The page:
While research into these at-risk groups has provided some useful clues concerning individuals at risk of psychopathology, they tell us little about how students cope with everyday setbacks and even less about why some students are able to bounce back while others struggle to recover. Such setbacks (e.g. a bad grade on a test or competing deadlines) cannot necessarily be viewed as major assaults on developmental processes, but rather as minor setbacks and daily hassles. Resilience research investigates cases of extreme adversity rather than the daily problems students face, suggesting that day-to-day resilience is a particular form of resilience with a much lower research base. Martin and Marsh (2008) have suggested that the ability to cope with these daily setbacks and minor adversities can be reconceptualised as ‘academic buoyancy’ in order to distinguish the term from the traditional view of academic resilience.
Academic buoyancy is the ability of students to successfully deal with academic setbacks and challenges that are ‘typical of the ordinary course of school life (e.g. poor grades, competing deadlines, exam pressure, difficult schoolwork)’ (Martin & Marsh, 2008, p.54). Although the term resilience can be used in different ways, there is a tendency to associate low resilience with chronic underachievement, being overwhelmed and incapacitated, debilitation in the face of chronic failure or anxiety, clinical affect such as anxiety and depression, truancy and disaffection from school, and comprehensive and consistent alienation or opposition to teachers. Academic buoyancy, on the other hand, is associated with the process of dealing with isolated poor grades and patches of poor performance, typical stress levels and daily pressures, threats to confidence due to poor grades, low-level stress and confidence, dips in motivation and engagement, and the way in which learners deal with negative feedback on schoolwork (Martin & Marsh, 2008). Although resilience and buoyancy appear related to each other and buoyancy appears to be a good predictor of resilience, the differences relate to the difference of degree (e.g. threats to confidence) and differences of kind (e.g. dips in motivation). Another study, of Australian high school students, suggested that buoyancy and resilience were separate constructs sharing around 35 per cent variance, with buoyancy more salient in protecting from low-level negative outcomes and resilience more salient in buffering major negative outcomes (Martin, 2013)
So is academic buoyancy just another term for the ability to cope with daily hassles? Daily hassles research involves the measurement of how incidents impact on the individual and their relationship to other negative emotional outcomes (e.g. Bouteyre et al., 2007; Hewitt et al., 2014) and the use of certain coping strategies (Gervais & Hockey, 2005). Similarly, the relatively recent identification of ‘grit’ as a specific trait associated with achievement has led to erroneous comparisons with both resilience and buoyancy. Grit has been defined as ‘perseverance and passion for long-terms goals’ (Duckworth et al., 2007); and while there remains the possibility of a reciprocal relationship between them, buoyancy and resilience, being conceptually similar, are viewed as dynamic emergent constructs, whereas grit is generally viewed as a trait that may or may not be teachable. Academic buoyancy, therefore, relates to the ways in which the individual responds to and attempts to deal with these everyday challenges.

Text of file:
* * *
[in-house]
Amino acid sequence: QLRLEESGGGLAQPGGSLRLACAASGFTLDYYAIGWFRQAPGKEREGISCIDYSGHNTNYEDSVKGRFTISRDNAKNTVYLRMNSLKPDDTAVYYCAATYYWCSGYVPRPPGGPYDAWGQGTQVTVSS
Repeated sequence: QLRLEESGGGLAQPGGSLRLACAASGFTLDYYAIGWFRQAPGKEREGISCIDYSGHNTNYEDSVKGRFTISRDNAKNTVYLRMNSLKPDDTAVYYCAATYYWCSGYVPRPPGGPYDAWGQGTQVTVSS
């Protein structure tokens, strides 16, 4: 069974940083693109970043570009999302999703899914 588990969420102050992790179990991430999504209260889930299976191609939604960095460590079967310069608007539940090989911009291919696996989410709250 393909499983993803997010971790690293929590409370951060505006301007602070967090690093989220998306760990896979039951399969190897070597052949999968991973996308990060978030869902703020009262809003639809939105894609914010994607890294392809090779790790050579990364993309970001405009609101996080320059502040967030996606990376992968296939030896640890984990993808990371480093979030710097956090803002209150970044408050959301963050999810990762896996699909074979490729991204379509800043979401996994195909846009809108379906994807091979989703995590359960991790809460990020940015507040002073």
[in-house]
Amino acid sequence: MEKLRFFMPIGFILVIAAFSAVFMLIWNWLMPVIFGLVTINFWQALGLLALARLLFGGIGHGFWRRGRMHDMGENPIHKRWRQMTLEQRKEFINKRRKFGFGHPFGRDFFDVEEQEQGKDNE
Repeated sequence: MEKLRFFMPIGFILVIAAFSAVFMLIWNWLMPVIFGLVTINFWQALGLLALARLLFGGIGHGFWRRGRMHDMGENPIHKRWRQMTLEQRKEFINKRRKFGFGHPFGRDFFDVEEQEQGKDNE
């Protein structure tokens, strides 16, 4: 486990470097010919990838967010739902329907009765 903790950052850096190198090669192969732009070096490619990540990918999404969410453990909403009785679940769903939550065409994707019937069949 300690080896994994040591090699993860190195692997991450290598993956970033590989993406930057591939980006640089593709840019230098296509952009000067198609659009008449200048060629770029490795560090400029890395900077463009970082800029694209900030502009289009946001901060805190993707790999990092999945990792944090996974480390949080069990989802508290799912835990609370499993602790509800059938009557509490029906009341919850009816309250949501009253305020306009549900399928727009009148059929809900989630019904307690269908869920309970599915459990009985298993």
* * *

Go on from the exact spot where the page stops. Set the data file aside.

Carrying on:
The ability to bounce back from daily setbacks is likely to be influenced by several interconnecting factors. Martin and Marsh (2006) have proposed a number of motivational predictors of academic buoyancy, the so-called 5Cs: Confidence (self-efficacy), Coordination (planning), Control (low uncertain control), Composure (low anxiety) and Commitment (persistence). Longitudinal studies have found the 5Cs to be significant predictors of academic buoyancy and to partially mediate between prior and subsequent academic buoyancy (Martin et al., 2010). Earlier research had identified three resilience outcome constructs representing a breadth of students’ experiences and the capacity to effectively deal with challenge, adversity and setback within a school context (Martin & Marsh, 2006). These three constructs consist of enjoyment of school (a school-related cognitive-affective measure), class participation (a behavioural measure), and self-esteem (a global affective measure).
The identification of these three outcome constructs are themselves related to earlier (pre-buoyancy) studies into students’ motivation and engagement, and factors in the ‘Student Motivation and Engagement Wheel’ (Martin, 2002). Adaptive dimensions of student motivation consist of self-efficacy, valuing of school, mastery orientation, persistence, planning and study management. Maladaptive dimensions consist of anxiety, uncertain control, failure avoidance and self-handicapping. The ‘wheel’, therefore, represents the psychological and engagement dimensions that underpin academic resilience, while academic resilience predicts the three outcome constructs of enjoyment of school, class participation and general self-esteem.